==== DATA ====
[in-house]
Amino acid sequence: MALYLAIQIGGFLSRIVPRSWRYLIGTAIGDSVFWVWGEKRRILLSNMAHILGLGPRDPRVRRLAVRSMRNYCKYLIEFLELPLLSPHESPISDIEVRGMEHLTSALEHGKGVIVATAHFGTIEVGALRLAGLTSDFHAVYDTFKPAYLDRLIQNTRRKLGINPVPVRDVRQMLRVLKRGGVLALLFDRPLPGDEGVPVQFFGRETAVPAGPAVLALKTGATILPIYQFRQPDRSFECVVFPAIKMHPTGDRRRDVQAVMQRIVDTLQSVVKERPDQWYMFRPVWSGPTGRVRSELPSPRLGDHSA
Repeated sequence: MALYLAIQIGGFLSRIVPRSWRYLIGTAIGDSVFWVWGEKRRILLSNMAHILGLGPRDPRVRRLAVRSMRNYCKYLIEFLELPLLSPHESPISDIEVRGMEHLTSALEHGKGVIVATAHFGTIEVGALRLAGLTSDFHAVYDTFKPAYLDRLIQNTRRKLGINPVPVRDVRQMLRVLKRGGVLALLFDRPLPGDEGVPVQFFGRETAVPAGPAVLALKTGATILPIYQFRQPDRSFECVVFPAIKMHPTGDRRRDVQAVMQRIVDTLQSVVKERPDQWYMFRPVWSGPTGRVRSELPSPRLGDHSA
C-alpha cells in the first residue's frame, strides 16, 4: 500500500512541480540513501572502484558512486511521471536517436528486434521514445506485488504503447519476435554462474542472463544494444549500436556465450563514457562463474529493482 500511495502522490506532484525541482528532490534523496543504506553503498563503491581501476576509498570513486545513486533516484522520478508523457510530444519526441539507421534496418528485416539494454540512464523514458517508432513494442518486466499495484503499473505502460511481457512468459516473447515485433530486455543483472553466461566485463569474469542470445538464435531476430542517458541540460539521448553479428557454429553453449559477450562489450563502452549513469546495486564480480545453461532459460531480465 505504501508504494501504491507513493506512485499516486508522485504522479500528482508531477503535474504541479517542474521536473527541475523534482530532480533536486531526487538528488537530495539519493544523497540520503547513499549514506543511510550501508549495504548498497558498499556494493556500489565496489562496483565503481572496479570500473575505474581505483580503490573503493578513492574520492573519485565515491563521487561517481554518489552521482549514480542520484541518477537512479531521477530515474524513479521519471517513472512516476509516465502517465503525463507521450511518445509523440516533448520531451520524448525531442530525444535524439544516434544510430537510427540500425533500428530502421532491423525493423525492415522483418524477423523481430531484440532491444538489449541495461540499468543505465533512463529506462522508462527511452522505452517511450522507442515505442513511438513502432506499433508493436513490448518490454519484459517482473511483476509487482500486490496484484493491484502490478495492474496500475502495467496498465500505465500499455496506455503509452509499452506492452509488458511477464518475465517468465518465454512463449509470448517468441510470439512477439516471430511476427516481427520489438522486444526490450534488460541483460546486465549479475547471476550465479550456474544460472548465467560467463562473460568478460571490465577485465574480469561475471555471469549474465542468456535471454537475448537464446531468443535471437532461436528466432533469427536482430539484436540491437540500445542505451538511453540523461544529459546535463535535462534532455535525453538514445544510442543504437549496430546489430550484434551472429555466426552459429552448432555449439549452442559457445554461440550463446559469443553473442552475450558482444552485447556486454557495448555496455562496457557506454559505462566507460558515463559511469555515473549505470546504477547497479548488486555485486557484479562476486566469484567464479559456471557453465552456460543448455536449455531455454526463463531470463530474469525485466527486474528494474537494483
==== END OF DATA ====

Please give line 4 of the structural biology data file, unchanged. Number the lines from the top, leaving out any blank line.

C-alpha cells in the first residue's frame, strides 16, 4: 500500500512541480540513501572502484558512486511521471536517436528486434521514445506485488504503447519476435554462474542472463544494444549500436556465450563514457562463474529493482 500511495502522490506532484525541482528532490534523496543504506553503498563503491581501476576509498570513486545513486533516484522520478508523457510530444519526441539507421534496418528485416539494454540512464523514458517508432513494442518486466499495484503499473505502460511481457512468459516473447515485433530486455543483472553466461566485463569474469542470445538464435531476430542517458541540460539521448553479428557454429553453449559477450562489450563502452549513469546495486564480480545453461532459460531480465 505504501508504494501504491507513493506512485499516486508522485504522479500528482508531477503535474504541479517542474521536473527541475523534482530532480533536486531526487538528488537530495539519493544523497540520503547513499549514506543511510550501508549495504548498497558498499556494493556500489565496489562496483565503481572496479570500473575505474581505483580503490573503493578513492574520492573519485565515491563521487561517481554518489552521482549514480542520484541518477537512479531521477530515474524513479521519471517513472512516476509516465502517465503525463507521450511518445509523440516533448520531451520524448525531442530525444535524439544516434544510430537510427540500425533500428530502421532491423525493423525492415522483418524477423523481430531484440532491444538489449541495461540499468543505465533512463529506462522508462527511452522505452517511450522507442515505442513511438513502432506499433508493436513490448518490454519484459517482473511483476509487482500486490496484484493491484502490478495492474496500475502495467496498465500505465500499455496506455503509452509499452506492452509488458511477464518475465517468465518465454512463449509470448517468441510470439512477439516471430511476427516481427520489438522486444526490450534488460541483460546486465549479475547471476550465479550456474544460472548465467560467463562473460568478460571490465577485465574480469561475471555471469549474465542468456535471454537475448537464446531468443535471437532461436528466432533469427536482430539484436540491437540500445542505451538511453540523461544529459546535463535535462534532455535525453538514445544510442543504437549496430546489430550484434551472429555466426552459429552448432555449439549452442559457445554461440550463446559469443553473442552475450558482444552485447556486454557495448555496455562496457557506454559505462566507460558515463559511469555515473549505470546504477547497479548488486555485486557484479562476486566469484567464479559456471557453465552456460543448455536449455531455454526463463531470463530474469525485466527486474528494474537494483